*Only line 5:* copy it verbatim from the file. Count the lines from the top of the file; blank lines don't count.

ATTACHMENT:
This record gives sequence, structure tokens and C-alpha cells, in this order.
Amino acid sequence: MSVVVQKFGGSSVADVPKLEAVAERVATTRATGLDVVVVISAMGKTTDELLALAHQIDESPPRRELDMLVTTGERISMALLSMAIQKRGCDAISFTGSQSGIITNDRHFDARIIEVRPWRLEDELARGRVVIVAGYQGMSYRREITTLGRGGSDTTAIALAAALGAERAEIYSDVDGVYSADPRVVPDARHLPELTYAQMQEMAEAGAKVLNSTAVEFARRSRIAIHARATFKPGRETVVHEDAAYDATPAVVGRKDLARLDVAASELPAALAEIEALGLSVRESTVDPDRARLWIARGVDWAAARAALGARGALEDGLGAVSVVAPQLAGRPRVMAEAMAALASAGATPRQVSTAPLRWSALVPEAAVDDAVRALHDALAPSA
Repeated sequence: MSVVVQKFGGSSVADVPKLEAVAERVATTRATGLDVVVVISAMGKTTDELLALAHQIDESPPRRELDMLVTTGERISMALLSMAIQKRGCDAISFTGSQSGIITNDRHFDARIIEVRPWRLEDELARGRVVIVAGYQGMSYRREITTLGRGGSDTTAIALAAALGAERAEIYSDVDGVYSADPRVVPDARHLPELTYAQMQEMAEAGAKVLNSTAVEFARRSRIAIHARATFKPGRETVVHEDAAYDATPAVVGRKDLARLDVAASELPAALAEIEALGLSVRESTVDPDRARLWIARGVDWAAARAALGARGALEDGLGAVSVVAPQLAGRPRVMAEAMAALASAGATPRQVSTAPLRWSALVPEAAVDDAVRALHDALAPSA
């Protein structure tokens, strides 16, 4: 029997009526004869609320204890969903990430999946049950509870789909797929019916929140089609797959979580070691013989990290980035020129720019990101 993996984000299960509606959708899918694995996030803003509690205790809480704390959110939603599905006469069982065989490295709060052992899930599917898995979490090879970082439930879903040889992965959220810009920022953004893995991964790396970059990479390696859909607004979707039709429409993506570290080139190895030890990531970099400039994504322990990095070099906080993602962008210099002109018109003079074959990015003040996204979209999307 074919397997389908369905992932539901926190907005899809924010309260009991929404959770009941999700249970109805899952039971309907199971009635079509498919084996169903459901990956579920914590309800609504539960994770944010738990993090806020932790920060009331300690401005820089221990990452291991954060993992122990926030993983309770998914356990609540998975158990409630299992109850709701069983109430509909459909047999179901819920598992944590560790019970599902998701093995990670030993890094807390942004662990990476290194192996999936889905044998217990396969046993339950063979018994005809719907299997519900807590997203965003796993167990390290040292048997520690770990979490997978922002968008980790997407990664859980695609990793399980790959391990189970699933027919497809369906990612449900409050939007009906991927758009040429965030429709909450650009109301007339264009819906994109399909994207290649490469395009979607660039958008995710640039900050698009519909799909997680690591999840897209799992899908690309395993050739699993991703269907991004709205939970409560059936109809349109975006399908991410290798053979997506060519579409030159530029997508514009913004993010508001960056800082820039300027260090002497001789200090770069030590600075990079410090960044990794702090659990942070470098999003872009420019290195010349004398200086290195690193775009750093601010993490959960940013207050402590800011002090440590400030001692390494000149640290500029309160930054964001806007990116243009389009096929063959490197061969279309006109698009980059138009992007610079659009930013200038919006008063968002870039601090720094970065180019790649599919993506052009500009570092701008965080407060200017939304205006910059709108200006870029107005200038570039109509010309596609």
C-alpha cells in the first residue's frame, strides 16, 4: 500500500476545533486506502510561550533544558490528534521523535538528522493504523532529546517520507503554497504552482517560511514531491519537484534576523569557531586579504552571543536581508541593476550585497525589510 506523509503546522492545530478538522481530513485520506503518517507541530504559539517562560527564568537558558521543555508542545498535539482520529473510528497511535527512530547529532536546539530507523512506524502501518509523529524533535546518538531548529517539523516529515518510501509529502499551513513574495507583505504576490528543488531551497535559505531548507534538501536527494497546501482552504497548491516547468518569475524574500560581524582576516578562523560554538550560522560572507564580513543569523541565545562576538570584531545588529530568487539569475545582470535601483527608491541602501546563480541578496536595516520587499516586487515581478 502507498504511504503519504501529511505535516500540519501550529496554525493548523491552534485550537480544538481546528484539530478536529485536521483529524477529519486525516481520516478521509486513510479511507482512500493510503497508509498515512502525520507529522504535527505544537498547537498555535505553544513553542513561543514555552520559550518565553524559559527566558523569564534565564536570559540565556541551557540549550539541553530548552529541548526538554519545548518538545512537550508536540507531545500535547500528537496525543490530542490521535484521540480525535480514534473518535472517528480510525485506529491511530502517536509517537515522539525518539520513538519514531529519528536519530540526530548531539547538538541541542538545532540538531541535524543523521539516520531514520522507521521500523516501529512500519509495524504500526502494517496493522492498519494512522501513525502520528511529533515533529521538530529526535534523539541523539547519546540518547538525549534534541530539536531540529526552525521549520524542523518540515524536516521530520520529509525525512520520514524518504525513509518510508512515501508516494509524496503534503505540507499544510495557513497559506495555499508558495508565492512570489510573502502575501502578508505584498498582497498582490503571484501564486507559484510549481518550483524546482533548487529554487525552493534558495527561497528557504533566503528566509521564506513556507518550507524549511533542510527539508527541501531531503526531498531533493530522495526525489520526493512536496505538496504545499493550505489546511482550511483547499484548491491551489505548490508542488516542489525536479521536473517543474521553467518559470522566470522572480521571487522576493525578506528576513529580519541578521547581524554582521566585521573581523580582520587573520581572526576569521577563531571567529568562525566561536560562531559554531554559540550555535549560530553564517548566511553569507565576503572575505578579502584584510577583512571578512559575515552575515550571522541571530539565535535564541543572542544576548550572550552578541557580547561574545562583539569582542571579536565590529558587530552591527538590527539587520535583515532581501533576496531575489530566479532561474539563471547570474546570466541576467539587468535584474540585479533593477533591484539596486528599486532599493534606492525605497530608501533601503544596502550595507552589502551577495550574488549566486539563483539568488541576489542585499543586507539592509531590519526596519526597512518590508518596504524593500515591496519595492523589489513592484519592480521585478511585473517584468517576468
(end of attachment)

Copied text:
C-alpha cells in the first residue's frame, strides 16, 4: 500500500476545533486506502510561550533544558490528534521523535538528522493504523532529546517520507503554497504552482517560511514531491519537484534576523569557531586579504552571543536581508541593476550585497525589510 506523509503546522492545530478538522481530513485520506503518517507541530504559539517562560527564568537558558521543555508542545498535539482520529473510528497511535527512530547529532536546539530507523512506524502501518509523529524533535546518538531548529517539523516529515518510501509529502499551513513574495507583505504576490528543488531551497535559505531548507534538501536527494497546501482552504497548491516547468518569475524574500560581524582576516578562523560554538550560522560572507564580513543569523541565545562576538570584531545588529530568487539569475545582470535601483527608491541602501546563480541578496536595516520587499516586487515581478 502507498504511504503519504501529511505535516500540519501550529496554525493548523491552534485550537480544538481546528484539530478536529485536521483529524477529519486525516481520516478521509486513510479511507482512500493510503497508509498515512502525520507529522504535527505544537498547537498555535505553544513553542513561543514555552520559550518565553524559559527566558523569564534565564536570559540565556541551557540549550539541553530548552529541548526538554519545548518538545512537550508536540507531545500535547500528537496525543490530542490521535484521540480525535480514534473518535472517528480510525485506529491511530502517536509517537515522539525518539520513538519514531529519528536519530540526530548531539547538538541541542538545532540538531541535524543523521539516520531514520522507521521500523516501529512500519509495524504500526502494517496493522492498519494512522501513525502520528511529533515533529521538530529526535534523539541523539547519546540518547538525549534534541530539536531540529526552525521549520524542523518540515524536516521530520520529509525525512520520514524518504525513509518510508512515501508516494509524496503534503505540507499544510495557513497559506495555499508558495508565492512570489510573502502575501502578508505584498498582497498582490503571484501564486507559484510549481518550483524546482533548487529554487525552493534558495527561497528557504533566503528566509521564506513556507518550507524549511533542510527539508527541501531531503526531498531533493530522495526525489520526493512536496505538496504545499493550505489546511482550511483547499484548491491551489505548490508542488516542489525536479521536473517543474521553467518559470522566470522572480521571487522576493525578506528576513529580519541578521547581524554582521566585521573581523580582520587573520581572526576569521577563531571567529568562525566561536560562531559554531554559540550555535549560530553564517548566511553569507565576503572575505578579502584584510577583512571578512559575515552575515550571522541571530539565535535564541543572542544576548550572550552578541557580547561574545562583539569582542571579536565590529558587530552591527538590527539587520535583515532581501533576496531575489530566479532561474539563471547570474546570466541576467539587468535584474540585479533593477533591484539596486528599486532599493534606492525605497530608501533601503544596502550595507552589502551577495550574488549566486539563483539568488541576489542585499543586507539592509531590519526596519526597512518590508518596504524593500515591496519595492523589489513592484519592480521585478511585473517584468517576468